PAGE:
Under Ratzinger the Vatican has become despised and resented throughout the world. He has played a major role in reducing the Catholic Church’s popularity and its authority.

Catholics have deserted the Church at an increasing rate, repelled by the inhumanity of Ratzinger’s unbending adherence to what are perceived as cruel doctrines.

When he came to Britain in 2010, we were told that the visit had been a huge triumph. In fact, it was an abject failure as the official statistics showed and the Catholic Church’s own research confirmed. The visit did succeed, though, in generating the largest protest march ever seen against a papal visit. (video)

Of course, the endless child abuse scandals that have been exposed have been a major factor in Ratzinger’s failure as pope. As one revelation followed another, it was clear that for centuries the Church has been covering up the crimes of its clergy. It has put the safety of children well behind the interests of those of the Church.

Every single accusation of child abuse landed on Ratzinger’s desk when he was in charge of the Congregation for the Doctrine of the Faith. In most cases they were kept secret. Only when the civil authorities became involved did the Vatican come clean about its activities – and even then it had to be forced.

For all its claims that it has now cleaned up its act, new cover-ups seem to be discovered almost every week. And we should not forget the horrible attempts to avoid paying compensation to people whose lives they have ruined and who the Church sometimes dismissed as liars and money-grubbers.

Under Ratzinger, too, the Catholic Church has become crazily politicised. He has instructed his bishops to go out into the world and aggressively push legislators to obey Vatican edicts. In this, too, he has failed dismally.

When you recall the apocalyptic language that the Catholic Church has been using to oppose gay marriage, and its predictions of the-end-of-the-world-as-we-know-it, (including several increasingly hyperbolic interventions by Ratzinger himself) you would have thought that Catholic politicians would have felt it beholden upon them to vote against.
But not so. An interesting by-product of the controversial Marriage (Same Sex Couples) Bill was the number of supposedly Catholic MPs who voted in favour of it.

There are 82 known Catholic MPs. Of them, 57% voted for the Bill with 34% against and 9% registering no vote.

But this illustrates that Catholic politicians in this country do not, in general, take their whip from the Vatican. (Some do of course, and are quite open about it). Even so, politicians still labour under the impression that there is a “Catholic vote” that can be corralled. There is no such constituency.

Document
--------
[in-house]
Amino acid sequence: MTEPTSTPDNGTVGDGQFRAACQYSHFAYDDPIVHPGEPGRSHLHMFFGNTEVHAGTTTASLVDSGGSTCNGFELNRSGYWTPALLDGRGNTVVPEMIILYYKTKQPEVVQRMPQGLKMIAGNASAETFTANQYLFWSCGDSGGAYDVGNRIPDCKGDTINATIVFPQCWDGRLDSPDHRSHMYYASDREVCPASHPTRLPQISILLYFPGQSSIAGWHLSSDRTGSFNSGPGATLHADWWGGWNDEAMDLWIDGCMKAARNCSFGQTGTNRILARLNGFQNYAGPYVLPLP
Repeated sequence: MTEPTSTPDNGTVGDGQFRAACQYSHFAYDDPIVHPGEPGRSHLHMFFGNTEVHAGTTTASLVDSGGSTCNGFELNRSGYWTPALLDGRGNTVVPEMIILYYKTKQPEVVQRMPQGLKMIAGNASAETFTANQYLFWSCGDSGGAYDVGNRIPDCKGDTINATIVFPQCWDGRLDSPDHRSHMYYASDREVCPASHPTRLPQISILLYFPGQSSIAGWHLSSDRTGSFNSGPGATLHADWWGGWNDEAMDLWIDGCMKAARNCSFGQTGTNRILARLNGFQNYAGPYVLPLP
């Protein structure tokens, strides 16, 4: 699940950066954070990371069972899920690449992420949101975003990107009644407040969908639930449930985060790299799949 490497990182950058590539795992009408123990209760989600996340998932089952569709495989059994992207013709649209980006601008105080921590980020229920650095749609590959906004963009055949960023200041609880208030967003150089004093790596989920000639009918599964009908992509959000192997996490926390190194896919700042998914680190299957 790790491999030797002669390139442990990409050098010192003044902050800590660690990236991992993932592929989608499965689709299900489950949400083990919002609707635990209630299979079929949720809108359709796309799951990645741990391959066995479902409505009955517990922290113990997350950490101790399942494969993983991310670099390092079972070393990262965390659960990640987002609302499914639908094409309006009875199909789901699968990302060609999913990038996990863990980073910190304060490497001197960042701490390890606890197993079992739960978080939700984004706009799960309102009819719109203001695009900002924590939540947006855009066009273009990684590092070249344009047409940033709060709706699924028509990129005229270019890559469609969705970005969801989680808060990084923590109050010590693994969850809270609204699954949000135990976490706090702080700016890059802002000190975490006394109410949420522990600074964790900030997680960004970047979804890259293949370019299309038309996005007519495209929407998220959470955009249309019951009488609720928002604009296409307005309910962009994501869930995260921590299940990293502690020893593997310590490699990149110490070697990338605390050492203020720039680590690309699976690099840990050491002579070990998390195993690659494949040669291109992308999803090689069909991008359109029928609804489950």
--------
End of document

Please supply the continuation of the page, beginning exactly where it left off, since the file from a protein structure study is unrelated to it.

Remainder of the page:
But this is the latest of many recent indications that the hierarchy of the Catholic Church has become increasingly isolated under Ratzinger’s arrogant rule. Its many political confrontations with governments around the world who are trying to modernise their societies usually result in defeat for the Church.

Let’s have a look at a few:

During the American presidential election, the Church decided that it was totally opposed to President Obama’s plan to introduce a health insurance mandate. The reason? It would include funding for contraception.
In an effort to placate the bishops, Obama has since offered two radical modifications that would relieve the Church of having to provide contraception to its employees. But, as is its way, the Church will accept nothing less than total surrender.

There is a strong suspicion that this confrontation was manufactured as a means of defeating Obama at the election. It was presented as “an attack on religious freedom”, but it was perceived as a peevish assault on the rights of women.

As we know, the Church’s attempt to derail Obama’s campaign failed. Indeed, it could be argued that the Church’s hysterical behaviour and childish demands for complete obedience went a long way to ensuring that Obama got his second term.

The Catholics in the pews suddenly started thinking for themselves and the bishops were unable to order them into voting the way the Church told them to. Instead of rushing to the polling booths to defeat Obama, Catholics voted for him in record numbers.

In Spain – once regarded as the most Catholic country in the world – the previous secularist Government legalised same-sex marriage. The Church set its face against such a reform and agitated violently against it. The reform passed. The new Government, which is supposedly sympathetic to the Vatican promised to repeal the law. It has failed to do so, thwarted by the constitutional court. Abortion reforms were enacted, Church privileges were reduced, and changes made to the stranglehold the Church had on education.

InPortugal, similarly, same-sex marriage is now legal. This despite the Catholic Church’s best efforts to defeat it.